Sayward-Wheeler House

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Sayward-Wheeler House in York Harbor, Maine

Sayward-Wheeler House overlooks the York River, which was ideal for shipping merchant Jonathan Sayward, who purchased the house in 1735. In addition to being a successful businessman, Sayward was a judge and leading citizen in York. He enjoyed great community respect, although his Loyalist views were in the minority during the years leading up to the American Revolution.

In spite of his strong local ties, 1775 was a trying year for Sayward. He was stripped of his local positions and confined to the town by anti-Loyalist officials, suffering through many restless nights, of which he later wrote, "I heard the hourly chiming of the tall clock." The clock remains to this day in the sitting room beside Sayward's desk.

Tall clock of Sayward-Wheeler House in York Harbor, Maine

The house changed little in the century that followed, due to the declining financial resources of Sayward's descendants and in deference to the family's venerable patriarch. The parlor still contains the eighteenth-century furniture and portraits that were present on the eve of the Revolution. It is believed to be one of the best-preserved colonial interiors in the nation.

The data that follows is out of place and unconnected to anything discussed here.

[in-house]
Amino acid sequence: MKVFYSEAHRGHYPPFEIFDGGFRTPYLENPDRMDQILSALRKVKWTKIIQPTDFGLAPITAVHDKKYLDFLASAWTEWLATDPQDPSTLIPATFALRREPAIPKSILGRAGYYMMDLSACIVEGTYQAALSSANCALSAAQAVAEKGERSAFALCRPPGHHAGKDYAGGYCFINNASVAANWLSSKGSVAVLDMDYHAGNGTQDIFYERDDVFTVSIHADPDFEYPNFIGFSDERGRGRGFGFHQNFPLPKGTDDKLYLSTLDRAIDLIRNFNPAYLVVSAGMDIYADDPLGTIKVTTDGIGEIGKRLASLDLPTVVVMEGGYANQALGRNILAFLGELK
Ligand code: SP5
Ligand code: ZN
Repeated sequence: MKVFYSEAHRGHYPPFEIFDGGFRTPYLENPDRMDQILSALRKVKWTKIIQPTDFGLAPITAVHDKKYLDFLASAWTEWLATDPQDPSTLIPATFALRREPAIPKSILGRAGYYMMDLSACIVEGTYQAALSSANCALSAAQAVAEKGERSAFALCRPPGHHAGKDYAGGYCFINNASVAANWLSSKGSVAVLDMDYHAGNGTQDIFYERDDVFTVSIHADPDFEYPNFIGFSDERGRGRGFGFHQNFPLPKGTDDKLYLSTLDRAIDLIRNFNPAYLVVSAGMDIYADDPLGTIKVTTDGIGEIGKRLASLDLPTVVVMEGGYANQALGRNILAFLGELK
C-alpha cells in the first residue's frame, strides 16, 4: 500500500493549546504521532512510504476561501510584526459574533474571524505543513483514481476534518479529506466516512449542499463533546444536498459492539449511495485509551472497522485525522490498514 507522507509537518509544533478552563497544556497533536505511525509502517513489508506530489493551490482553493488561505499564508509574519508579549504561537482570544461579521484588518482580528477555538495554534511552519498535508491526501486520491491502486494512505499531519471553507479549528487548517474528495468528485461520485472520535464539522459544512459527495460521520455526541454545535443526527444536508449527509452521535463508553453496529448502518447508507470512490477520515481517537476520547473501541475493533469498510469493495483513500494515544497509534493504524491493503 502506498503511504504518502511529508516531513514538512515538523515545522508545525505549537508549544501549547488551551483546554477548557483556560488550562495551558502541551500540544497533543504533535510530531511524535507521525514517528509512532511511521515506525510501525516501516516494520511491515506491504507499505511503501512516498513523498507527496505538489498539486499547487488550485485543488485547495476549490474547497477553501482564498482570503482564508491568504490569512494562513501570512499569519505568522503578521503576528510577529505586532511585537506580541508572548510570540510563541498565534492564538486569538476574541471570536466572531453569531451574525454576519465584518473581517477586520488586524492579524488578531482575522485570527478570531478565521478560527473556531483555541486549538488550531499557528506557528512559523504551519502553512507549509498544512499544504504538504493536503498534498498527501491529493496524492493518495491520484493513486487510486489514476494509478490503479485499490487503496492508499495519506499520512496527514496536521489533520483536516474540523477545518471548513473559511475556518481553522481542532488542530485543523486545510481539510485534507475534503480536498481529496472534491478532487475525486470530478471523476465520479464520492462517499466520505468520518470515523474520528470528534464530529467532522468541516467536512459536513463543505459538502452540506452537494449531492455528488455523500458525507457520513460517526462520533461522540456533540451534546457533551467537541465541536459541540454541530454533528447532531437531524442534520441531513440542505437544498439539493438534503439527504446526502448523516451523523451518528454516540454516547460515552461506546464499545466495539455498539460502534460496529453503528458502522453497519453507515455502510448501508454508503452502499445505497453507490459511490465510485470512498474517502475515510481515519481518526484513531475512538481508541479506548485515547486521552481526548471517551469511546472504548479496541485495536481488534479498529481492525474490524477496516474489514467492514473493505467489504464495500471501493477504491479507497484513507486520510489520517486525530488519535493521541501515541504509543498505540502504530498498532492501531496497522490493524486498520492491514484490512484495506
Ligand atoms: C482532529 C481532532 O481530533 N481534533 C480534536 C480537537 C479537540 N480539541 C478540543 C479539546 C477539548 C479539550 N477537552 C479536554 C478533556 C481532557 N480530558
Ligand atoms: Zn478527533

Open
Second and fourth Saturdays, June 1 – October 15
11:00 a.m. – 5:00 p.m.
Tours on the hour. Last tour at 4:00 p.m.

The Sayward-Wheeler House is a Historic New England property.

 


Top photo: Sayward-Wheeler House - Historic New England’s Sayward-Wheeler House was built c. 1719 by Noah Peck and purchased soon after by millwright Joseph Sayward. The house was typical of many houses in York in the first half of the eighteenth century, consisting of two rooms over two rooms with a central chimney. Joseph’s son Jonathan purchased the house from his father in 1735 and, taking advantage of the house’s location on the York River, grew a substantial shipping business.

Bottom photo: Tall clock - In the corner of the sitting room stands a tall clock. Clocks such as this were luxury items for colonials in eighteenth-century New England, and few but the wealthiest could own one. This clock may well have been Sayward's most valuable belonging. Sayward cut down the clock’s base, removed its central finial, and shortened its two flanking finials so the clock would fit under the low ceiling.